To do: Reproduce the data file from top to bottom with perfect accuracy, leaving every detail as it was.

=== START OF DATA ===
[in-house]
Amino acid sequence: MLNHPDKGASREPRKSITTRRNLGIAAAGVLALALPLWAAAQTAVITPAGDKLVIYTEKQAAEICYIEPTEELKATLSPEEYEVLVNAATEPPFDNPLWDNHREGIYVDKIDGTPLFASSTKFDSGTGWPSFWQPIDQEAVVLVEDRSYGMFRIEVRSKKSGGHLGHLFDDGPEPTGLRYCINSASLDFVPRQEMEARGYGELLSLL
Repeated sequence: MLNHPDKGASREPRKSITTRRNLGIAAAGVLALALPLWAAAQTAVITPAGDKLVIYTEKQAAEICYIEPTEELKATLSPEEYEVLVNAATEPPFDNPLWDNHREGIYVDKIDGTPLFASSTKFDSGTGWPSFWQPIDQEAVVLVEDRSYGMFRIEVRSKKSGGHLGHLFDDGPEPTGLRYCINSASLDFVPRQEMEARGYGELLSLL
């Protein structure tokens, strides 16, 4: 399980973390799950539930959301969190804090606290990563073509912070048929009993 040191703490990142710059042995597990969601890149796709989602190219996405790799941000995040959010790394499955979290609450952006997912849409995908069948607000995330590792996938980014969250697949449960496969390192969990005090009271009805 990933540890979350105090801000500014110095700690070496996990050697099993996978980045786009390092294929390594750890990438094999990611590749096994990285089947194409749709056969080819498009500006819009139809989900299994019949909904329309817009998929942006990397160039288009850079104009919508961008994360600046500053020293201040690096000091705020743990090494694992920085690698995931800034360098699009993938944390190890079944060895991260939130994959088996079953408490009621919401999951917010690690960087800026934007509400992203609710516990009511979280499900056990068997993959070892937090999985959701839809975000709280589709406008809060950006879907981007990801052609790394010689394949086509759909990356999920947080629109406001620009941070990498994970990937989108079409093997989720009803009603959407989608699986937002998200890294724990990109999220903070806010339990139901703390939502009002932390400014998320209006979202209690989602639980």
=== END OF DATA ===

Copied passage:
[in-house]
Amino acid sequence: MLNHPDKGASREPRKSITTRRNLGIAAAGVLALALPLWAAAQTAVITPAGDKLVIYTEKQAAEICYIEPTEELKATLSPEEYEVLVNAATEPPFDNPLWDNHREGIYVDKIDGTPLFASSTKFDSGTGWPSFWQPIDQEAVVLVEDRSYGMFRIEVRSKKSGGHLGHLFDDGPEPTGLRYCINSASLDFVPRQEMEARGYGELLSLL
Repeated sequence: MLNHPDKGASREPRKSITTRRNLGIAAAGVLALALPLWAAAQTAVITPAGDKLVIYTEKQAAEICYIEPTEELKATLSPEEYEVLVNAATEPPFDNPLWDNHREGIYVDKIDGTPLFASSTKFDSGTGWPSFWQPIDQEAVVLVEDRSYGMFRIEVRSKKSGGHLGHLFDDGPEPTGLRYCINSASLDFVPRQEMEARGYGELLSLL
């Protein structure tokens, strides 16, 4: 399980973390799950539930959301969190804090606290990563073509912070048929009993 040191703490990142710059042995597990969601890149796709989602190219996405790799941000995040959010790394499955979290609450952006997912849409995908069948607000995330590792996938980014969250697949449960496969390192969990005090009271009805 990933540890979350105090801000500014110095700690070496996990050697099993996978980045786009390092294929390594750890990438094999990611590749096994990285089947194409749709056969080819498009500006819009139809989900299994019949909904329309817009998929942006990397160039288009850079104009919508961008994360600046500053020293201040690096000091705020743990090494694992920085690698995931800034360098699009993938944390190890079944060895991260939130994959088996079953408490009621919401999951917010690690960087800026934007509400992203609710516990009511979280499900056990068997993959070892937090999985959701839809975000709280589709406008809060950006879907981007990801052609790394010689394949086509759909990356999920947080629109406001620009941070990498994970990937989108079409093997989720009803009603959407989608699986937002998200890294724990990109999220903070806010339990139901703390939502009002932390400014998320209006979202209690989602639980």